As Americans fall further behind on their car loan payments, auto lenders and other auto loan providers are looking to tighten up their lending standards. Prime and subprime car loans are a good source of income for the banks when the economy is hot, but it can be a source of losses if people are struggling to repay, especially if they’re taking out riskier, long-term loans in the first place.
In a Business Insider report, data predicted a potential tightening in underwriting in the auto lending industry. If credit gets a bit tighter, consumers may pull back on purchasing automobiles, reducing the demand for auto financing in general.
After a record year for both new and used auto sales in 2016, lenders started to notice a deterioration in the quality of the overall car loan book. According to analysis from the Fed’s Senior Loan Officer Survey, the trouble all started in the second quarter of 2016. Some banks got spooked after record numbers of longer term loans and subprime loans started to comprise a greater portion of the auto loans in general. In the third quarter of last year, banks tightened their lending conditions to stave off loan losses.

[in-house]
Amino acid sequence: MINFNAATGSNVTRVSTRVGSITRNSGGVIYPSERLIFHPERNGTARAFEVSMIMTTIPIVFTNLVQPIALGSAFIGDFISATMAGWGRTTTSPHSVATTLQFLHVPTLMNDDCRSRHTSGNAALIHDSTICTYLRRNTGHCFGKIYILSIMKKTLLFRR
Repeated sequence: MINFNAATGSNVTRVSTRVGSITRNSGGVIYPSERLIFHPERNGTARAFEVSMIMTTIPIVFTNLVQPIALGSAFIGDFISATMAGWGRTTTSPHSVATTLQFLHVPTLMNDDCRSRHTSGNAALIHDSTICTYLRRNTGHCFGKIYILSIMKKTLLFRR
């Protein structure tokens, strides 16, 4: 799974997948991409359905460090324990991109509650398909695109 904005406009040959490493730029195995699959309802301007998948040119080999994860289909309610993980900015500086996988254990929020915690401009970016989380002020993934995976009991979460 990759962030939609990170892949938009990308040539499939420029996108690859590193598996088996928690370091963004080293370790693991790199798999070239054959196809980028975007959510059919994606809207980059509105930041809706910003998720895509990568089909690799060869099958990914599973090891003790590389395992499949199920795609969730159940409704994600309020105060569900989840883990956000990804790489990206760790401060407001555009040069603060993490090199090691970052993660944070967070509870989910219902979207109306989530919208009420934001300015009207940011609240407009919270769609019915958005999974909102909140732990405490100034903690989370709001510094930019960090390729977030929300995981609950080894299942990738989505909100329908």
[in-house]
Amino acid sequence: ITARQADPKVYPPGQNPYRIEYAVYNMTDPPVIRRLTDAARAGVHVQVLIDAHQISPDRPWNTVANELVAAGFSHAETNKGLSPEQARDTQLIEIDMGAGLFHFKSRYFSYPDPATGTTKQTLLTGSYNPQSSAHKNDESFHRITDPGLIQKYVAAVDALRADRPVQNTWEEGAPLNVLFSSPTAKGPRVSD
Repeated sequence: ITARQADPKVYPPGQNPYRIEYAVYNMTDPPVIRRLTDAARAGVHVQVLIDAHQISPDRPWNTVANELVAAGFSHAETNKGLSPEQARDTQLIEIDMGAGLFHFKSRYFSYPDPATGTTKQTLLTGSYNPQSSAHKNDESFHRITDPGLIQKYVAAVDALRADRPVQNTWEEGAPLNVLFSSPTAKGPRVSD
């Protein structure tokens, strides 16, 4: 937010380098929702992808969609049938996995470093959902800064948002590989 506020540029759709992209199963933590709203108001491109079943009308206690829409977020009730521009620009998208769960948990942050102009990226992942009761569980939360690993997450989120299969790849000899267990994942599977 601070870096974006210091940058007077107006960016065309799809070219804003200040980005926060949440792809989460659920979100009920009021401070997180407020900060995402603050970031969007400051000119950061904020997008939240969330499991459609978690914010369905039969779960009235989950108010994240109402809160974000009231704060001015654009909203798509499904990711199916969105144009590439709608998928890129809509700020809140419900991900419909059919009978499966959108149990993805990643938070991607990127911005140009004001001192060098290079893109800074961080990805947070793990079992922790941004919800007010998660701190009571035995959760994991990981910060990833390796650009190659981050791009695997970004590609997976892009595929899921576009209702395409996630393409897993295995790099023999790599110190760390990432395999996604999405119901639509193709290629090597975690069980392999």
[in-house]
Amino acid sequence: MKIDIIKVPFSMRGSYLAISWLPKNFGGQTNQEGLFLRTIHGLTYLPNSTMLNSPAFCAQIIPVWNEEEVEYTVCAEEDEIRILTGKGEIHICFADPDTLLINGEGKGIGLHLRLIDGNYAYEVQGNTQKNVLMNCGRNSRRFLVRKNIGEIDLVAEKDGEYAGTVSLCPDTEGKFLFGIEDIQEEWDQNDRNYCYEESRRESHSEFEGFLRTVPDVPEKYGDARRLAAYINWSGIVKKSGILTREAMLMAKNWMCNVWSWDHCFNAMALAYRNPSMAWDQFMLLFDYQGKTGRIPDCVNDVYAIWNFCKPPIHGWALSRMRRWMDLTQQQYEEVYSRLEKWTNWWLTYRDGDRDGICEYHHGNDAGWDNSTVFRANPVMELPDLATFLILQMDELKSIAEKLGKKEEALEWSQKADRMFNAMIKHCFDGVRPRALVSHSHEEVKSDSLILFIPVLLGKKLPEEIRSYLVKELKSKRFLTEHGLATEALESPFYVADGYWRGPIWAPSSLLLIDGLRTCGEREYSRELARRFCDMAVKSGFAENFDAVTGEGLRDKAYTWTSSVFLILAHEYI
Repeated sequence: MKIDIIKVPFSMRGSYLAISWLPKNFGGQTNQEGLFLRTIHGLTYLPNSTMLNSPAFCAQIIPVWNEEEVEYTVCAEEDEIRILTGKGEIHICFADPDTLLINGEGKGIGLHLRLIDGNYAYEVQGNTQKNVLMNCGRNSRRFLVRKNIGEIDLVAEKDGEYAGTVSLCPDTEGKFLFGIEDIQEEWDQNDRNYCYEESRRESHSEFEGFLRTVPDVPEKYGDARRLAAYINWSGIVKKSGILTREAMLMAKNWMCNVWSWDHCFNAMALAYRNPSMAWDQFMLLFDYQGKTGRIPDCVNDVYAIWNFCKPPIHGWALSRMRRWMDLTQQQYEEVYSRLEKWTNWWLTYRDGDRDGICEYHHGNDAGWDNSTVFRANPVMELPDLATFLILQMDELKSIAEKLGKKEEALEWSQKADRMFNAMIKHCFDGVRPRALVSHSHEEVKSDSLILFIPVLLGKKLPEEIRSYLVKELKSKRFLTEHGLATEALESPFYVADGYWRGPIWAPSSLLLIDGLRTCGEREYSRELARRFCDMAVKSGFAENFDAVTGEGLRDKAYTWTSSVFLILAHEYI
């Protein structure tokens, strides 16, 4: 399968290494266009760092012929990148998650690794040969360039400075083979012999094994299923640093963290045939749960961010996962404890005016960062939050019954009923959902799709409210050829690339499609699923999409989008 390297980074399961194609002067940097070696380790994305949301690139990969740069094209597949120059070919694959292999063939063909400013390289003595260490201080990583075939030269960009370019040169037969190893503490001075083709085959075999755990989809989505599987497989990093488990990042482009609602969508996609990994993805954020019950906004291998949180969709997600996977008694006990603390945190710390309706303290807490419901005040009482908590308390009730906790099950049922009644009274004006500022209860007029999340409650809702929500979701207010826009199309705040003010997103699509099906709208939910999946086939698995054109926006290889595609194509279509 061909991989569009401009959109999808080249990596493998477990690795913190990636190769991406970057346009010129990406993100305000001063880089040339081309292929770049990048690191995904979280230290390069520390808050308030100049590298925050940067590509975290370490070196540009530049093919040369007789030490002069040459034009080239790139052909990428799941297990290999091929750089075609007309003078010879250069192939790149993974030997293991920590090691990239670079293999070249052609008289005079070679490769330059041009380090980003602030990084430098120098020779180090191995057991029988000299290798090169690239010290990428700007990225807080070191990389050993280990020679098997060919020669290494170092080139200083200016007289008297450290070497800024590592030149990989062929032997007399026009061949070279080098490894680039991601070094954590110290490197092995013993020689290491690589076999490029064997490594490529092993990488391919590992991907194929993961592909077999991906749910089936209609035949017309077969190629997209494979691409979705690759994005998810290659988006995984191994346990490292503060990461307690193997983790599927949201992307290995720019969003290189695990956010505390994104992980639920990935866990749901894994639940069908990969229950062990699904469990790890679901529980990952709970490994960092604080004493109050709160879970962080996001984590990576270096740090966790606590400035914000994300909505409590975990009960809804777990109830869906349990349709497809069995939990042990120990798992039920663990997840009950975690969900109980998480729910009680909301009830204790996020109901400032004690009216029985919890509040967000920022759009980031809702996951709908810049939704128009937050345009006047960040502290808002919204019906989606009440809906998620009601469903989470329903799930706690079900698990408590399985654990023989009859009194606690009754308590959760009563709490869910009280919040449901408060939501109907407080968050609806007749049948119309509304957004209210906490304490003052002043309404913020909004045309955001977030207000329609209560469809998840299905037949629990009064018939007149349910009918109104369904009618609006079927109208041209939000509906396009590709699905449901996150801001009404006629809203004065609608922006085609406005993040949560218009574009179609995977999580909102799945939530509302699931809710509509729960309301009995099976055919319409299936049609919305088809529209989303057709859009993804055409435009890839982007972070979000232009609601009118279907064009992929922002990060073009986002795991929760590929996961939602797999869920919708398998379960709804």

Lenders have many tools to reduce their risk in the auto loan market, and the Fed’s report illustrated a few popular choices from the top banks. One of the simplest strategies is to increase the minimum down payment requirement. A bigger contribution from the buyer (and less from the bank) makes the loan safer from the lender’s perspective. Another easy fix to a “loose” lending market is demanding higher credit scores, or holding greater credit standards, to get a car loan. Your credit score helps the bank decide whether you are likely to repay your car loan. Higher scores are less likely to default on their payments.
However, some car and truck manufacturers may rely on easy credit to help the public afford their new vehicles. When lending standards are tight, it’s much harder for the Fords and GMs of the world to hit their sales targets. Worse, the inventory costs of vehicles are quite high. No one can afford to have their money tied up in a vast collection of last year’s models sitting outside on a lot, waiting to be sold.
Despite the changing lending environment, it may not have as big an impact on the young car buying generation as originally thought. Millennials don’t need to own a car like their parents’ generation, and rideshare apps makes life easier for people to avoid vehicle ownership. Some potential car buyers, especially those that already own a car through financing, may not be ready for an auto loan, given that Americans owe over $1 trillion on their car loan balances.